The ECPC is directly responsible for gathering recommendations from the public and compiling them for review. They maintain the principles of NAICS while reviewing all proposals from the public. They will request, review, and analyze all proposals and negotiate any change with Mexico and Canada, our North American partners. Once the ECPC completes its process, the OMB takes over to make final decisions and present the changes to the public for final comment.
Following the basic principles for NAICS, all proposals are evaluated based on their function, their comparison to Mexico and Canadian NAICSA and their effect on time series continuity. Once all three countries reach an agreement, they will review the potential affect the changes will have. The new industries have an appropriate size. This means there are enough establishments to consider within the proposed NAICS codes to hide specific information about business when statistical data is collected and presented. The government must be able to gather and publish data about the industry.
Also, the budget for the change must be considered. There are instances where the change will require monetary support that must be accounted for within the budget. Sometimes funding is not available and the changes will be denied. All establishments within the changing codes must also be considered when it comes to the costs of changing their NAICS codes.
NAICS vs. NAPCS
The little sister to NAICS codes is NAPCS codes for short. North American Product Classification System is meant to accompany NAICS but on a different level. These codes classify products or transactions of the establishment. While NAICS provides a classification on similar production functions, NAIPCS classifies what is output by the establishment. The hierarchy of this classification is similar to that of the NAICS code but it’s not industry-of-origin based. This means that multiple establishments in different NAICS codes can have the same NAPCS codes depending on the products and services they provide.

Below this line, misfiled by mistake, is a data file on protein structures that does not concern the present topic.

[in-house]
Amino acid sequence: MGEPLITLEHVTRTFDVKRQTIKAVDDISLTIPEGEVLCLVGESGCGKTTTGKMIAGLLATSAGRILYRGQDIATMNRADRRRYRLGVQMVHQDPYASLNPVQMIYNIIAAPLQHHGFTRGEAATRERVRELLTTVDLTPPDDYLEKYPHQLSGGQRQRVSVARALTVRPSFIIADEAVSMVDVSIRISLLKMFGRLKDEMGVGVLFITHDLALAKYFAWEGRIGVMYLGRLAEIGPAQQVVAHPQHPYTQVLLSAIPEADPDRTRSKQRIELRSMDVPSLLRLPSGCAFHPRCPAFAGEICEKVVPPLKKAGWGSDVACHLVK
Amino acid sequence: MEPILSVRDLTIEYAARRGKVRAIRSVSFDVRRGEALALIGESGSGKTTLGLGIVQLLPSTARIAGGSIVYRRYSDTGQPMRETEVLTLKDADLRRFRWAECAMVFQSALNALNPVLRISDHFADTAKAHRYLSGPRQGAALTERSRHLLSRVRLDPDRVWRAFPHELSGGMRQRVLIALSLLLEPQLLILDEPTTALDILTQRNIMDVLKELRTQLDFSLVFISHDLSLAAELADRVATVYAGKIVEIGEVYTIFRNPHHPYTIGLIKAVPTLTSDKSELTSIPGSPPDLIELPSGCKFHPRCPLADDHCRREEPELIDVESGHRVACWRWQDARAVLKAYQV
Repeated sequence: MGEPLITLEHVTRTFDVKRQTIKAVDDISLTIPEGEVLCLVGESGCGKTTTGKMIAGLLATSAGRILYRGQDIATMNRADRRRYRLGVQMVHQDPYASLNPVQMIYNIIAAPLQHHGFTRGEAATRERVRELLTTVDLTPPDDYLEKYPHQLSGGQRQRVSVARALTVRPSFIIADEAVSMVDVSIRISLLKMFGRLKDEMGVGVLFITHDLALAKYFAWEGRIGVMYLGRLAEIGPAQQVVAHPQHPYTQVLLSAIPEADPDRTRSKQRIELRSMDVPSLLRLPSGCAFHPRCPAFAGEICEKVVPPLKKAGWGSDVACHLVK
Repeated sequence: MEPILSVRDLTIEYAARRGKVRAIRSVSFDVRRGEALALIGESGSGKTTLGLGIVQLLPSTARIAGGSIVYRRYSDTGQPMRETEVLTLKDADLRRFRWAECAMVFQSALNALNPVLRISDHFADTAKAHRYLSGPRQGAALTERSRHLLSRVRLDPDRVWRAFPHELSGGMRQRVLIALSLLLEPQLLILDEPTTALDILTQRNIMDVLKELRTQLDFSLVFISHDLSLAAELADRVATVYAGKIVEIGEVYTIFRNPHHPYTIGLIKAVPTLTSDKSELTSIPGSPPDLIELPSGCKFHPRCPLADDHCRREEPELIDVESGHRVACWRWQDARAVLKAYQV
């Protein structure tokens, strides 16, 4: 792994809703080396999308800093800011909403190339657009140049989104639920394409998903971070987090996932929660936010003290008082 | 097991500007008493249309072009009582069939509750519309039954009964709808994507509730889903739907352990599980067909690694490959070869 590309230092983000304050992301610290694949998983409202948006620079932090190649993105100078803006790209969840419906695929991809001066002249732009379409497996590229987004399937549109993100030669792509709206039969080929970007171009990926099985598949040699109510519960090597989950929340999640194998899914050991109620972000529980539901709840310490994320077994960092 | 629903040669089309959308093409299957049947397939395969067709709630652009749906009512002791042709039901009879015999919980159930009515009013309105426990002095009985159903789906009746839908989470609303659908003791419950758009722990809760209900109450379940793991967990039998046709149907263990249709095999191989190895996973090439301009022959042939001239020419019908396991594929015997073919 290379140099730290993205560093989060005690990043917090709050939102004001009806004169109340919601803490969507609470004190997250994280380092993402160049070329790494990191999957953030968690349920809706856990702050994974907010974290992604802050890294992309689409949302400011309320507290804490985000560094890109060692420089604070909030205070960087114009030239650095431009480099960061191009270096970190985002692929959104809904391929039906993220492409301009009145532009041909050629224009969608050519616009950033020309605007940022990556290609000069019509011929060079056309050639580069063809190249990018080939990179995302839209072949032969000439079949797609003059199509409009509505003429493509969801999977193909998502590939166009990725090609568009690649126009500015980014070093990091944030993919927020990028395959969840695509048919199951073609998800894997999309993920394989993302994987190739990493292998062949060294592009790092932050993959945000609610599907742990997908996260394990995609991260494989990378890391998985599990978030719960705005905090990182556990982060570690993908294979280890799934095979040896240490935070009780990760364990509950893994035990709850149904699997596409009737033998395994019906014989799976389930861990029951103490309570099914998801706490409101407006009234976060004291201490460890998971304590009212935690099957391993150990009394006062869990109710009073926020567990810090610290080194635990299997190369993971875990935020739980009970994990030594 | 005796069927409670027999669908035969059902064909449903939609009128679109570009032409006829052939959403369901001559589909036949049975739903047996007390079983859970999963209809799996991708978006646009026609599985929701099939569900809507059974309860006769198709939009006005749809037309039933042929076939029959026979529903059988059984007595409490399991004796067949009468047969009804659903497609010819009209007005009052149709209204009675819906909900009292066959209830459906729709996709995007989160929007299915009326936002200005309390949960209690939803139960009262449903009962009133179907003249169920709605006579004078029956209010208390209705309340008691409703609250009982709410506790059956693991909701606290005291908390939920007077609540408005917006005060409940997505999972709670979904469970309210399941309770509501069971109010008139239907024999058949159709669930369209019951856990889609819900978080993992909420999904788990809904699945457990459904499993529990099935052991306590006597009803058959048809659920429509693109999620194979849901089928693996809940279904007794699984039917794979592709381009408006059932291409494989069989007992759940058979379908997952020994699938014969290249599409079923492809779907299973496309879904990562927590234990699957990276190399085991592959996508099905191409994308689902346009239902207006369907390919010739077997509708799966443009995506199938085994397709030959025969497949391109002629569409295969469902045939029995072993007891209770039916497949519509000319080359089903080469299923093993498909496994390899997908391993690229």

Marketing using NAICS codes
One way to find new business is to target relevant NAICS codes and perform market research. These codes provide industry targeting. Using these codes you can segment your market to find which industries best represent your ideal customer. When you know your NAICS code, you can utilize the first two digits of your NAICS to find other similar lines of business to your current target customer.
You can search for NAICS codes based on keywords for your industry to find the exact relevant codes for your customers. Then you can dive into NAICS databases and locate clients within your keyword driven NAICS codes for optimal marketing efforts. You don’t want to waste your time and efforts marketing to irrelevant businesses. Using NAICS codes can specifically target who you should be marketing to and focus your strategy there.
Aren’t sure what to do now?
Let Select GCR help guide you in the right direction. We can help you choose the right NAICS codes to suit your business model. As well as walk you through the next steps on how to market to your targeted NAICS codes. There are secrets to success in the Government contracting world. Let us show you our proven effective marketing strategy and get you on the road to increased revenue.